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NASCAR adds The Weather Company as partner, provide more in-depth info


SPARTA, KY - JULY 07: during qualifying for the Monster Energy NASCAR Cup Series Quaker State 400 presented by Advance Auto Parts at Kentucky Speedway on July 7, 2017 in Sparta, Kentucky. (Photo by Sarah Crabill/Getty Images)

Sarah Crabill

CONCORD, North Carolina — NASCAR announced Friday that The Weather Company has entered into a multi-year agreement with the sanctioning body to be the official weather partner of the sport and help officials optimize weather-related decisions.

The partnership has been in place since the beginning of the season, said Michelle Boockoff-Bajdek, global head of marketing for business solutions at The Weather Company.

The announcement comes with preliminary forecasts calling for rain during what would be Sunday’s race at Charlotte Motor Speedway.

Boockoff-Bajdek said of the early forecast “the weather is looking like there might rain, but I think what we are doing for NASCAR is giving them the most accurate real-time weather information they need so that they can make decisions about what to do here, any day, whether it is here at Charlotte this Sunday or when we get up to Homestead in November. The goal is to provide them with the most accurate and precise and hyper-local forecast.’’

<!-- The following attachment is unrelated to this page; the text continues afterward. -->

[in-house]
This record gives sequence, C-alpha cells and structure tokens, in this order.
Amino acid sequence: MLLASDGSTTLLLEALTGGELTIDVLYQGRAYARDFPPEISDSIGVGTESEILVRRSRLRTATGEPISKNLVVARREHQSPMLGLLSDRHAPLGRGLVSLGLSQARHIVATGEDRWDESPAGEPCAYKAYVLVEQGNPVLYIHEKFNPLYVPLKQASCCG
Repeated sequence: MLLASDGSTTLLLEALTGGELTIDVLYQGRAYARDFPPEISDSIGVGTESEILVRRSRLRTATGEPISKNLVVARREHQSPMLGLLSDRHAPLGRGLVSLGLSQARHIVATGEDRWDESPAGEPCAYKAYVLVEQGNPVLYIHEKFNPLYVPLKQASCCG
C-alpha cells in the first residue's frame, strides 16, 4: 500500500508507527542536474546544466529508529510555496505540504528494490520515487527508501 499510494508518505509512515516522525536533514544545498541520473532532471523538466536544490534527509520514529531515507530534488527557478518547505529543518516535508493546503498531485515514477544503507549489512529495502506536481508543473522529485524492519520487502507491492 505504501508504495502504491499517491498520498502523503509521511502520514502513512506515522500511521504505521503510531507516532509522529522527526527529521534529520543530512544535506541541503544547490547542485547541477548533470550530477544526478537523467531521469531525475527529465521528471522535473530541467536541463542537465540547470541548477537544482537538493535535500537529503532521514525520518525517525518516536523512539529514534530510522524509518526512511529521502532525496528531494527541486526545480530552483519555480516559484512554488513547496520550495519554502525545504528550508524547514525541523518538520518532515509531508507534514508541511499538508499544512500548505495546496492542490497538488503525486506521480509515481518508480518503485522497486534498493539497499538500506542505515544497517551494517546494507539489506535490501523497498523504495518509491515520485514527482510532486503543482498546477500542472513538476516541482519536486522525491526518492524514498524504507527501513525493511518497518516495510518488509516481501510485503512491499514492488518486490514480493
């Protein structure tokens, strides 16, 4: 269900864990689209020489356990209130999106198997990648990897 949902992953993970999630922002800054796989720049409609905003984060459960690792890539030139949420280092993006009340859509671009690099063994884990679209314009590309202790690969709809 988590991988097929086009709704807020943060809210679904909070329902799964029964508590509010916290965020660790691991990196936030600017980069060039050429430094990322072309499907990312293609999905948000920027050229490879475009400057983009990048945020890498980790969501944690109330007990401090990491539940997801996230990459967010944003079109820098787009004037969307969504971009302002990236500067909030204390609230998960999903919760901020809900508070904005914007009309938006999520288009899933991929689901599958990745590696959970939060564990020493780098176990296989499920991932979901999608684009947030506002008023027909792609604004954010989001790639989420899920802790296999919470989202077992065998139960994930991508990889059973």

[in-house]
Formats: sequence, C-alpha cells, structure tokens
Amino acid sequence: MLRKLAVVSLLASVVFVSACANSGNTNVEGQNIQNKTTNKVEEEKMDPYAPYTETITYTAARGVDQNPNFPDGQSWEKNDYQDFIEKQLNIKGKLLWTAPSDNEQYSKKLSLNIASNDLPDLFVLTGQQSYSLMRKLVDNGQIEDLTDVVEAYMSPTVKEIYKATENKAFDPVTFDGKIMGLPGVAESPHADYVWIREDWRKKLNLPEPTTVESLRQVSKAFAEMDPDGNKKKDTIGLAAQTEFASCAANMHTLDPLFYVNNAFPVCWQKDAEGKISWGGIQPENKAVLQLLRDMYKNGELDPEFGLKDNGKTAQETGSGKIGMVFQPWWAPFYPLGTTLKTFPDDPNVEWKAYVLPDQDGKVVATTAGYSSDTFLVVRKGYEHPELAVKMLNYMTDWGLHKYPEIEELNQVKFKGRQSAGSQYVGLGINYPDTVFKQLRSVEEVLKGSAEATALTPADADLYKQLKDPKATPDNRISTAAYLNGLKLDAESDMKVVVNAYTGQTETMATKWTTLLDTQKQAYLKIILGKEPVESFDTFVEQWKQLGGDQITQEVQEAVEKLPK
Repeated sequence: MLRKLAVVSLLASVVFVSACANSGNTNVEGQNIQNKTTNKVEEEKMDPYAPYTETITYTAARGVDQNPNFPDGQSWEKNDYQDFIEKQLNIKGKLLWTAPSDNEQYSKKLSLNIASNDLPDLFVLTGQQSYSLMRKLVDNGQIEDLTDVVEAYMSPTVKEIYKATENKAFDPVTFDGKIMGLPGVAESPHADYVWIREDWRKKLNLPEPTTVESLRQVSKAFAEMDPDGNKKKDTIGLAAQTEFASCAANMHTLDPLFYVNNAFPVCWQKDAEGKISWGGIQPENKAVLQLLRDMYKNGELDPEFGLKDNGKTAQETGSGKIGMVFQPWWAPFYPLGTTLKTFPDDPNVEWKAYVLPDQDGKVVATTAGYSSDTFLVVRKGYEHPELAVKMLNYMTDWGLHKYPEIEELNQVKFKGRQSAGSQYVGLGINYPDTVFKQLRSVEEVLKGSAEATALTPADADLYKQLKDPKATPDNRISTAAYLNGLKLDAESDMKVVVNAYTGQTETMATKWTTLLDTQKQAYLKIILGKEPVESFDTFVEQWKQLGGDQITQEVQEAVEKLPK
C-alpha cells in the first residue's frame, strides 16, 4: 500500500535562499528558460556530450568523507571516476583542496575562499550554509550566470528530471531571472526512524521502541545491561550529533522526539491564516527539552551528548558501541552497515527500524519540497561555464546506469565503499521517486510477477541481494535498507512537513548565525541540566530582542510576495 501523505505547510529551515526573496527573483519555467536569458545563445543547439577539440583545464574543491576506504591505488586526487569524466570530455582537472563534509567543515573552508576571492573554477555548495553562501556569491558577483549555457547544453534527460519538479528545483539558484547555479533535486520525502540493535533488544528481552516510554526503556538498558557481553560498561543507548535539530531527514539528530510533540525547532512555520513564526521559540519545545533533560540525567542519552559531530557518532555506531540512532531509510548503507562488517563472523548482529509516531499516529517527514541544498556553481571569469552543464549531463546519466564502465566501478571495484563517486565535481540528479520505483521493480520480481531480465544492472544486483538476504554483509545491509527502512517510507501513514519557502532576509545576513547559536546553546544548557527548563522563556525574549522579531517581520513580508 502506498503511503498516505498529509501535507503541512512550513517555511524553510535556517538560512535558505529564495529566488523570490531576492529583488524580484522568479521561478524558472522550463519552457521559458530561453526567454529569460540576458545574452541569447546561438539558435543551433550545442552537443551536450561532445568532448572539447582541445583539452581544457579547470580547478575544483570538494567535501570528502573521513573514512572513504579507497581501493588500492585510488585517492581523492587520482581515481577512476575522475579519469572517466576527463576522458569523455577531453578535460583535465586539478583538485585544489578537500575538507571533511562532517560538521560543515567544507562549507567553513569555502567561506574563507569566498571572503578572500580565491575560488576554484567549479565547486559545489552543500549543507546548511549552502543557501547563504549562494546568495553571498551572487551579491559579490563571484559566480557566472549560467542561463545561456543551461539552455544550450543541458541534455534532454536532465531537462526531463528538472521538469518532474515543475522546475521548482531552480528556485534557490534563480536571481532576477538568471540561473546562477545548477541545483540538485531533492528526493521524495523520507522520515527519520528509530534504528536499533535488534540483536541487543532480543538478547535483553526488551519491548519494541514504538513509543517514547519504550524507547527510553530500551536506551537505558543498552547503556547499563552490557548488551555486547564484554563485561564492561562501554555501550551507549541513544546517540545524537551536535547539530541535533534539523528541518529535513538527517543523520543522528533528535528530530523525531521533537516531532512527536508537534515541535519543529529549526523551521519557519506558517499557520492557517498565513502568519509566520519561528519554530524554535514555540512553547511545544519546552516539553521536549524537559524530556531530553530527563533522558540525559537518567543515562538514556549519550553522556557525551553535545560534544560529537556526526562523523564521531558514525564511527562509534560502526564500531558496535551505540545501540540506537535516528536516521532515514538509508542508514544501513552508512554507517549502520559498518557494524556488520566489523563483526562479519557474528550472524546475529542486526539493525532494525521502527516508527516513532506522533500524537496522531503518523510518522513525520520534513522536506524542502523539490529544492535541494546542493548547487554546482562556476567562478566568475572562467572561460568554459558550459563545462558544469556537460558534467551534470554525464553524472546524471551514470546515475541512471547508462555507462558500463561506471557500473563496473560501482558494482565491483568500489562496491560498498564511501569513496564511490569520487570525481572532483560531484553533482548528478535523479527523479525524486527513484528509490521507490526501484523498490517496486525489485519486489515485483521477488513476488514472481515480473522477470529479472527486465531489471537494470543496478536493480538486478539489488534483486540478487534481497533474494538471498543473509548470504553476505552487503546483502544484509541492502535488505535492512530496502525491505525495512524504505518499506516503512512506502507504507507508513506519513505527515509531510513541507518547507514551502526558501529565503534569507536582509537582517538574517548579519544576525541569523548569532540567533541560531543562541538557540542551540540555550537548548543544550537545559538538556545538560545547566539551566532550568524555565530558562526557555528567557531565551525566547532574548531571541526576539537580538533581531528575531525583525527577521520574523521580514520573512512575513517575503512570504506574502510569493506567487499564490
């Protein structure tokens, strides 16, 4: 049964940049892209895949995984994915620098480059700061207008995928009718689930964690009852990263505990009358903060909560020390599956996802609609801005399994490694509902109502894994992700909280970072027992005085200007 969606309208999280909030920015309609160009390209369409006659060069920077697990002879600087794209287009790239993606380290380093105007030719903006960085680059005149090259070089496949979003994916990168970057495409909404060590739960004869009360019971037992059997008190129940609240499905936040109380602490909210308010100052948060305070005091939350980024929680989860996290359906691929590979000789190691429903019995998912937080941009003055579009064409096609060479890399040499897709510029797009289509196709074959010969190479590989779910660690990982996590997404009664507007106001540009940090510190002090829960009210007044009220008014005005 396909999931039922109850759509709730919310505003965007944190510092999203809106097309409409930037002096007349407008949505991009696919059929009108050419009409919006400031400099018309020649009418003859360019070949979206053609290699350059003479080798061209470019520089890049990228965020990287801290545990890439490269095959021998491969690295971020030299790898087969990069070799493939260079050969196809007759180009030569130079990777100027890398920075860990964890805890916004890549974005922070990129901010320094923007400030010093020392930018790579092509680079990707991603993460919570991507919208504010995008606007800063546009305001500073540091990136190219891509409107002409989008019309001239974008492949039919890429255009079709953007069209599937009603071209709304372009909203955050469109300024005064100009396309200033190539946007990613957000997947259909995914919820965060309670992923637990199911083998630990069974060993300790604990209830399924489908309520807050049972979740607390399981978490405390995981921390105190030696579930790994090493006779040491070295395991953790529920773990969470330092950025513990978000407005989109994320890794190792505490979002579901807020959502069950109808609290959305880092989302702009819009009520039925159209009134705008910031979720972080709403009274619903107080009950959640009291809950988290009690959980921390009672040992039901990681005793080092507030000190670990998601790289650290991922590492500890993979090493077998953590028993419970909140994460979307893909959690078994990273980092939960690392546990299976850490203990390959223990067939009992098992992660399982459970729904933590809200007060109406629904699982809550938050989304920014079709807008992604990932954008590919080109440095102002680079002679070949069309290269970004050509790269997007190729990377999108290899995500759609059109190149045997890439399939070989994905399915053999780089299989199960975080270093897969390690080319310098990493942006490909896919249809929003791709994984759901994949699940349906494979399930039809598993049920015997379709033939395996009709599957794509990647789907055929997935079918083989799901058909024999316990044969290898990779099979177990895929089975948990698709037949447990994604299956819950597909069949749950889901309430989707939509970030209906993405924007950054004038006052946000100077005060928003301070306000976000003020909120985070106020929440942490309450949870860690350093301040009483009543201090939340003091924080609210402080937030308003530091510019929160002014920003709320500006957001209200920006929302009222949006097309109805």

The Weather Company’s meteorologists in Andover, Massachusetts, and Atlanta, will monitor weather conditions and provide insights and information to NASCAR officials so they can decide what course of action they need to take.

More in-depth information can further help NASCAR and tracks with lightning in the area and alerting fans to impending conditions.

Boockoff-Bajdek said: “We are going to be providing NASCAR with a number of very critical insights that will be relevant to their business, but ultimately, it is about NASCAR making the best decisions, not only for operations, but clearly for the fans. They will have access to a tremendous trove of weather insights that will be very specific to the tracks we’re at. If lightning is imminent, they will know and they will be able to make decisions based on that data.’’

One fan was killed and 10 injured in a lightning strike at Pocono in Aug. 2012.

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